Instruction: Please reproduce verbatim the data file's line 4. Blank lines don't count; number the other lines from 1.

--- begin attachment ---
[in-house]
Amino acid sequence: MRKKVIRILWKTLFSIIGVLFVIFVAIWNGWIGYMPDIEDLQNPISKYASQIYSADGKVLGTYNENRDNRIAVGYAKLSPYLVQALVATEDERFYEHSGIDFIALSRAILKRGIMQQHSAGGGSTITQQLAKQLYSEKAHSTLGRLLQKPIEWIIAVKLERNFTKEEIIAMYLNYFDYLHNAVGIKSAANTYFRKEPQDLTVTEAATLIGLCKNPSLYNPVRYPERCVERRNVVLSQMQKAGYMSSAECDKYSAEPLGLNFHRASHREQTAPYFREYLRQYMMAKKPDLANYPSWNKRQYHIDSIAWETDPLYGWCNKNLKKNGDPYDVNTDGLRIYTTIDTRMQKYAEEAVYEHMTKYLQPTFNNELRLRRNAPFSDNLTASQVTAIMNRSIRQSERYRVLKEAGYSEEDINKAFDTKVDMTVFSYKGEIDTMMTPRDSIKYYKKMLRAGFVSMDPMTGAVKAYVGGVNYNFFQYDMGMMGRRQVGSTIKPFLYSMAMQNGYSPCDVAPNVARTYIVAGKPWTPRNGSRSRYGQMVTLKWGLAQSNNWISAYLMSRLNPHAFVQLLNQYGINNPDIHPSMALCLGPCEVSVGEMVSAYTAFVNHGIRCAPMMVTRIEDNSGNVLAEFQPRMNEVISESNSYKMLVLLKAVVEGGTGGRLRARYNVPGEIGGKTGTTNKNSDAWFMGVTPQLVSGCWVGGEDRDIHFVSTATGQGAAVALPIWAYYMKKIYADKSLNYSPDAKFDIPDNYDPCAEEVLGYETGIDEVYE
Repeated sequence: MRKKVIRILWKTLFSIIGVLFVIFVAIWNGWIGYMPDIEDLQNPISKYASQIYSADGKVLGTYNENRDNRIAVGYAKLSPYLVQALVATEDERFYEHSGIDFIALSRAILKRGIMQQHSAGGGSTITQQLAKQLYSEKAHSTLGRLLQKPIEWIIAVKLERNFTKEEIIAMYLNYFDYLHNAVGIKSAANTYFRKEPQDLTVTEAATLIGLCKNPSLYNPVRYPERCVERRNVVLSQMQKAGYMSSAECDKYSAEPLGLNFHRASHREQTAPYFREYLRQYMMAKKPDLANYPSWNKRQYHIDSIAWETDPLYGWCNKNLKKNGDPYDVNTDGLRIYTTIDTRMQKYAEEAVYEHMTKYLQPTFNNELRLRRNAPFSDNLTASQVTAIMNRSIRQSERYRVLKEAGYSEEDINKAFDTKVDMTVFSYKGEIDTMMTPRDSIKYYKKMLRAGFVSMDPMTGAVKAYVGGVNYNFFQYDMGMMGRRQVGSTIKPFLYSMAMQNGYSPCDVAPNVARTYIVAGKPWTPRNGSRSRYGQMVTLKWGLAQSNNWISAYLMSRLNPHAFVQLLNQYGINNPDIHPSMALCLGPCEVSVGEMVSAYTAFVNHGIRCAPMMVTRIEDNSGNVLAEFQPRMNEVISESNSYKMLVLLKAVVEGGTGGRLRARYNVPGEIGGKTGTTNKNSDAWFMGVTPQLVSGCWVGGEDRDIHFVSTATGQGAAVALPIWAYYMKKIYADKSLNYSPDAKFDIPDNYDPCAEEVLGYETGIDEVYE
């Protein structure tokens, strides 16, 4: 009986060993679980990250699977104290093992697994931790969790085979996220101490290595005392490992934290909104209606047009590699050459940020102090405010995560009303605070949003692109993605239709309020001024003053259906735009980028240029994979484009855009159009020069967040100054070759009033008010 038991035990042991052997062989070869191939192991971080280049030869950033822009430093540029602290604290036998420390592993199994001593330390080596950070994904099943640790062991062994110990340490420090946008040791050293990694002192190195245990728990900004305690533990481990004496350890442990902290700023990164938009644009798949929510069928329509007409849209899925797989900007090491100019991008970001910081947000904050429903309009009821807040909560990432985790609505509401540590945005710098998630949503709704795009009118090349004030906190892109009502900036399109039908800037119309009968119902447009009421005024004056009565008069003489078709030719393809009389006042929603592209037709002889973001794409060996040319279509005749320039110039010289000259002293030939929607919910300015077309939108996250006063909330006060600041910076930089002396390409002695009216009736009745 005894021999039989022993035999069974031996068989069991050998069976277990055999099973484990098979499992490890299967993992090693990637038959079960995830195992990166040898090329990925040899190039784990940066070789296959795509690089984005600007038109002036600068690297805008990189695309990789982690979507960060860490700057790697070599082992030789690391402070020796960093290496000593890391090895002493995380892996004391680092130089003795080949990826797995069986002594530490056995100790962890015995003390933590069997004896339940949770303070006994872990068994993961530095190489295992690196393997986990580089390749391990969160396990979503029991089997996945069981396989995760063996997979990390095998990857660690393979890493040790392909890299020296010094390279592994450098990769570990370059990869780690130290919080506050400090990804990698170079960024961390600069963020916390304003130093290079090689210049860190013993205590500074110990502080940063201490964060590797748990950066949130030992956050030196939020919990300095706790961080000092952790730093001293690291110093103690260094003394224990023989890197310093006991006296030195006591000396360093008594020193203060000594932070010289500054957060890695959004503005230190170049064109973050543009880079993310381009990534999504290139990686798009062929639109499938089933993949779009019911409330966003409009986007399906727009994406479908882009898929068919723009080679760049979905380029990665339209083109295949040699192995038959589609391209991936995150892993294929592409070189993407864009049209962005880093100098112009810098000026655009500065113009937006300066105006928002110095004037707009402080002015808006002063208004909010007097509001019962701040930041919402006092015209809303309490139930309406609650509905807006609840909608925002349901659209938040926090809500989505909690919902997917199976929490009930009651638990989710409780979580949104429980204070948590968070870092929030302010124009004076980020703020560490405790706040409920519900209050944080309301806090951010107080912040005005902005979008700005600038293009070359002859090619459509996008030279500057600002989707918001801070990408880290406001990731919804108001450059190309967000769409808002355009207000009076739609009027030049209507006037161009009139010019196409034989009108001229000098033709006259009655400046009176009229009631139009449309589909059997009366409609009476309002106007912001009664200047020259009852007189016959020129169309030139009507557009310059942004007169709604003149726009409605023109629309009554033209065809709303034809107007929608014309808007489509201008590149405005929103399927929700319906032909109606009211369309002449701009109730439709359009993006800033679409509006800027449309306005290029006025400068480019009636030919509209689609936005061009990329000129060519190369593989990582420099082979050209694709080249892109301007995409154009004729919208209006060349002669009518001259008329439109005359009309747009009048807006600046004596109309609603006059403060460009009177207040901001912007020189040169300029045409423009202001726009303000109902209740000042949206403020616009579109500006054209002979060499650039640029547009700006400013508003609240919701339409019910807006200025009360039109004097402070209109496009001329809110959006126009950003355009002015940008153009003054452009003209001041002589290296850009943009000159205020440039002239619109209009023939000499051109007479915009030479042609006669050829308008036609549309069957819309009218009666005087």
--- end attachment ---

């Protein structure tokens, strides 16, 4: 009986060993679980990250699977104290093992697994931790969790085979996220101490290595005392490992934290909104209606047009590699050459940020102090405010995560009303605070949003692109993605239709309020001024003053259906735009980028240029994979484009855009159009020069967040100054070759009033008010 038991035990042991052997062989070869191939192991971080280049030869950033822009430093540029602290604290036998420390592993199994001593330390080596950070994904099943640790062991062994110990340490420090946008040791050293990694002192190195245990728990900004305690533990481990004496350890442990902290700023990164938009644009798949929510069928329509007409849209899925797989900007090491100019991008970001910081947000904050429903309009009821807040909560990432985790609505509401540590945005710098998630949503709704795009009118090349004030906190892109009502900036399109039908800037119309009968119902447009009421005024004056009565008069003489078709030719393809009389006042929603592209037709002889973001794409060996040319279509005749320039110039010289000259002293030939929607919910300015077309939108996250006063909330006060600041910076930089002396390409002695009216009736009745 005894021999039989022993035999069974031996068989069991050998069976277990055999099973484990098979499992490890299967993992090693990637038959079960995830195992990166040898090329990925040899190039784990940066070789296959795509690089984005600007038109002036600068690297805008990189695309990789982690979507960060860490700057790697070599082992030789690391402070020796960093290496000593890391090895002493995380892996004391680092130089003795080949990826797995069986002594530490056995100790962890015995003390933590069997004896339940949770303070006994872990068994993961530095190489295992690196393997986990580089390749391990969160396990979503029991089997996945069981396989995760063996997979990390095998990857660690393979890493040790392909890299020296010094390279592994450098990769570990370059990869780690130290919080506050400090990804990698170079960024961390600069963020916390304003130093290079090689210049860190013993205590500074110990502080940063201490964060590797748990950066949130030992956050030196939020919990300095706790961080000092952790730093001293690291110093103690260094003394224990023989890197310093006991006296030195006591000396360093008594020193203060000594932070010289500054957060890695959004503005230190170049064109973050543009880079993310381009990534999504290139990686798009062929639109499938089933993949779009019911409330966003409009986007399906727009994406479908882009898929068919723009080679760049979905380029990665339209083109295949040699192995038959589609391209991936995150892993294929592409070189993407864009049209962005880093100098112009810098000026655009500065113009937006300066105006928002110095004037707009402080002015808006002063208004909010007097509001019962701040930041919402006092015209809303309490139930309406609650509905807006609840909608925002349901659209938040926090809500989505909690919902997917199976929490009930009651638990989710409780979580949104429980204070948590968070870092929030302010124009004076980020703020560490405790706040409920519900209050944080309301806090951010107080912040005005902005979008700005600038293009070359002859090619459509996008030279500057600002989707918001801070990408880290406001990731919804108001450059190309967000769409808002355009207000009076739609009027030049209507006037161009009139010019196409034989009108001229000098033709006259009655400046009176009229009631139009449309589909059997009366409609009476309002106007912001009664200047020259009852007189016959020129169309030139009507557009310059942004007169709604003149726009409605023109629309009554033209065809709303034809107007929608014309808007489509201008590149405005929103399927929700319906032909109606009211369309002449701009109730439709359009993006800033679409509006800027449309306005290029006025400068480019009636030919509209689609936005061009990329000129060519190369593989990582420099082979050209694709080249892109301007995409154009004729919208209006060349002669009518001259008329439109005359009309747009009048807006600046004596109309609603006059403060460009009177207040901001912007020189040169300029045409423009202001726009303000109902209740000042949206403020616009579109500006054209002979060499650039640029547009700006400013508003609240919701339409019910807006200025009360039109004097402070209109496009001329809110959006126009950003355009002015940008153009003054452009003209001041002589290296850009943009000159205020440039002239619109209009023939000499051109007479915009030479042609006669050829308008036609549309069957819309009218009666005087």